Life beyond the teabag

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Diane Eddy

After America gained its independence from Britain, the young country set about establishing trade routes between San Francisco and Yokohama, Japan. Green teas and oolong teas quickly filled the general stores across the nation. Just as quickly, trade was established with China, resulting in considerable fortunes for John Jacob Astor and others. Furs from the Pacific Northwest were exchanged for Chinese teas which arrived back in New York to be sold at auction. Although tea companies were established in other American port cities, it was New York that dominated, partly due to the 25-cent-per-pound tax that was levied on tea to fund the Civil War in the early 1860s. That tax had to be paid in gold, and gold had to be gotten on Wall Street in New York.

Tea became the commodity that generated enormous fortunes for New York businessmen, such as tannery owner George Gilman. In 1859, the wealthy Gilman opened his first store in New York, selling tea and coffee, as well as sugar and spices. By 1863, the store became known as the Great Atlantic & Pacific Tea Company (A&P). Five more stores opened, followed by a nationwide mail order business. A superb businessman, Gilman quickly grew his company to be the largest tea and grocery chain in America. By 1930, A&P operated over 16,000 stores across America, and one out of every six pounds of tea was sold under the A&P label.

One of the best known names in American tea came from a fortuitous conversation in Ruth Bigelow’s parlor. Adapting a Civil War recipe for sweet tea, she served it to friends and was rewarded with the praise, “your tea caused nothing but constant comments.” With that, the R.C. Bigelow Tea Company was launched, and Constant Comment tea became one of the iconic brand names in American business. Today, the company is one of the largest tea packagers in the world, second only to Lipton.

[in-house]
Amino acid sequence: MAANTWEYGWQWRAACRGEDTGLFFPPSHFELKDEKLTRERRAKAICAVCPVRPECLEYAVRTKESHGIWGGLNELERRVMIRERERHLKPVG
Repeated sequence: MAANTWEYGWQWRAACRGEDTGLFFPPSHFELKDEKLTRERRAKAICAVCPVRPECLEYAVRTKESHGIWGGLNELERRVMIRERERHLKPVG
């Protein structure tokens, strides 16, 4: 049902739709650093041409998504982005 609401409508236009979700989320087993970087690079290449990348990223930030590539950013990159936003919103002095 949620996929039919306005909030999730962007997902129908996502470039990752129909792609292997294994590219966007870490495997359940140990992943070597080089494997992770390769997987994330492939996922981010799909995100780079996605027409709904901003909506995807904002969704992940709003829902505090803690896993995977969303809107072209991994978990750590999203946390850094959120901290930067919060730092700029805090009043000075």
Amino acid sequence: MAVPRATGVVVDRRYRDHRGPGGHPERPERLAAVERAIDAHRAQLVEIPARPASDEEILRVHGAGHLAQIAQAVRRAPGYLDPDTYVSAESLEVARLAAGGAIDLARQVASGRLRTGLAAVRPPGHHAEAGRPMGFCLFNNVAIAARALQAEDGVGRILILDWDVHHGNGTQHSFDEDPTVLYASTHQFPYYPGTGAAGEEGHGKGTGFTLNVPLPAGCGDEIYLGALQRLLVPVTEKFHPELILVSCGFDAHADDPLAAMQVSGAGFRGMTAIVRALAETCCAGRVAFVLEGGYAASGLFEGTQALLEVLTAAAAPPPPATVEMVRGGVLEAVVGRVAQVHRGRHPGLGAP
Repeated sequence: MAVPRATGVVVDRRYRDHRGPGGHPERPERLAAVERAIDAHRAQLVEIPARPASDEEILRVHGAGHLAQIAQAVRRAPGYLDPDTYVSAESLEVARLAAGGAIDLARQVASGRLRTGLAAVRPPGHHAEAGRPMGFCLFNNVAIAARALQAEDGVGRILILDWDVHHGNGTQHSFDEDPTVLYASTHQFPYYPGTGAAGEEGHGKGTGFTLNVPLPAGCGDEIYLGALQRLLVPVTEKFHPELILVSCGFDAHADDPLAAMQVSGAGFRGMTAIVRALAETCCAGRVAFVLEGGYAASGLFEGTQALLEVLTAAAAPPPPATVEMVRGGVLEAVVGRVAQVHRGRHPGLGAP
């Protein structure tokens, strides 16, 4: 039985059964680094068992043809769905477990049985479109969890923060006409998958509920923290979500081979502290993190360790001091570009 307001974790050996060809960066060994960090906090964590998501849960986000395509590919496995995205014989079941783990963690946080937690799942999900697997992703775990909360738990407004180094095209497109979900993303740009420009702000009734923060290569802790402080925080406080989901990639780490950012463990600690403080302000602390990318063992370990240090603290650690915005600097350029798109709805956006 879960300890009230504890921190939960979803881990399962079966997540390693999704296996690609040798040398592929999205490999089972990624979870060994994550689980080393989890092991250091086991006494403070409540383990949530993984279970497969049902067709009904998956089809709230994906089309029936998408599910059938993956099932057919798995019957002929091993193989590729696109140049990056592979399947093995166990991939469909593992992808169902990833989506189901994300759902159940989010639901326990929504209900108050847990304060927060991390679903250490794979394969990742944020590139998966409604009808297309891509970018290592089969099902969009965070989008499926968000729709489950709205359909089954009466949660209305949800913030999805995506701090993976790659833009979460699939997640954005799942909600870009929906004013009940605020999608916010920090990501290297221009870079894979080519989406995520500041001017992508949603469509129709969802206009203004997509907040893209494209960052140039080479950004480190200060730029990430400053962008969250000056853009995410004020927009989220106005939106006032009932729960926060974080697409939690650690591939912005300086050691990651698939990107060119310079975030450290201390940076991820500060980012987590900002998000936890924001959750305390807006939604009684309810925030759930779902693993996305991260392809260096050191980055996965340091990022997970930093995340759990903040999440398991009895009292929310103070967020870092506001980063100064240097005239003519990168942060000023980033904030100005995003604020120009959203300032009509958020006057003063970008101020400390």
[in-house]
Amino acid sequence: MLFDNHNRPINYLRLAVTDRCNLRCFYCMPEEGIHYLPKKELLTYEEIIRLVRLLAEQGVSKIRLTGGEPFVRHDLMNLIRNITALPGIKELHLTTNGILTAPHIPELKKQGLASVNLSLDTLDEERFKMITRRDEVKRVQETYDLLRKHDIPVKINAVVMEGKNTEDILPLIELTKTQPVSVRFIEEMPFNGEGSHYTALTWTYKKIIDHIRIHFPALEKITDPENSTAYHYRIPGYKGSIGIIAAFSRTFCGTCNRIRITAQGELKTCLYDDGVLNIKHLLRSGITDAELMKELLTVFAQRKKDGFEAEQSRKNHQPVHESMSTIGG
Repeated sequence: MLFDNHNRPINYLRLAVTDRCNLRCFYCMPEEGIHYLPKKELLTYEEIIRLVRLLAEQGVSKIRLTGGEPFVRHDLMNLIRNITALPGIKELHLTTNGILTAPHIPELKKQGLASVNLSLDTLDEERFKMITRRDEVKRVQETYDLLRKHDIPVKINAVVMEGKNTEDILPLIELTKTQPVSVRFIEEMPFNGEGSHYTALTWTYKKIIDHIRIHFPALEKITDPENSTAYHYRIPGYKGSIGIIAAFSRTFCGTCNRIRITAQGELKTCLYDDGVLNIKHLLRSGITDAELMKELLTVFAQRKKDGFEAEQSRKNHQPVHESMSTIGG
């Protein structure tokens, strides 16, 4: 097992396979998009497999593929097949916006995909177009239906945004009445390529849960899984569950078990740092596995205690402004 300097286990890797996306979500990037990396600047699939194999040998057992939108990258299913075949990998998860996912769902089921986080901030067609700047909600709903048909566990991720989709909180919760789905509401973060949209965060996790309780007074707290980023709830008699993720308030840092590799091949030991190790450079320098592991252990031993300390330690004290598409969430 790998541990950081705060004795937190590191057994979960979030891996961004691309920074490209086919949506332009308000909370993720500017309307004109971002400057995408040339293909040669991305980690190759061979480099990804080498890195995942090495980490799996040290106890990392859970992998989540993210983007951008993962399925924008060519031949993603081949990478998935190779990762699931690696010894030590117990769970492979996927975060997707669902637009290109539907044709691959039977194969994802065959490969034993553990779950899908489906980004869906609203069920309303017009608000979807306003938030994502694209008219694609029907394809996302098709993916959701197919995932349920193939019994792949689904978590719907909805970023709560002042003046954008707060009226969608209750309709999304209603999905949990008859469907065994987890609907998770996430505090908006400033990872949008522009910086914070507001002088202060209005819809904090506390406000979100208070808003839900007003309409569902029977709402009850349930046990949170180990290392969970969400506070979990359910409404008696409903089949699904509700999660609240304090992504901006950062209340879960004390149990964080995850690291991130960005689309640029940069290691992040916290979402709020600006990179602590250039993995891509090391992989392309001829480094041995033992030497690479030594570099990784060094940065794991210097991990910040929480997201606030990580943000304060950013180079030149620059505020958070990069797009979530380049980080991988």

The year 1883 saw experiments in growing tea in America, with the most successful being the tea plantation at Summerville, South Carolina. By the 1950s, Lipton Tea Company acquired some of those plants and established the Charleston Tea Plantation on Wadmalaw Island, south of Charleston. R.C. Bigelow Company eventually acquired the plantation, and it became the largest commercial tea plantation in America.

Whether you are a tea enthusiast or a tea novice, Diane Eddy, Certified Tea Professional from our tea store Global Tea Mart, invites you to join us on Tuesday, April 18, 2017, for this fun and informative look at American tea companies. Class is held in the Sun Lakes Country Club Navajo Room from 10:00 a.m. to noon. The cost for the class is $5:00, and each student should bring a teacup and saucer.

Class size is limited, and reservations are necessary. Please call Diane at 480-219-6211 or send an email to [email protected] for more information and reservations.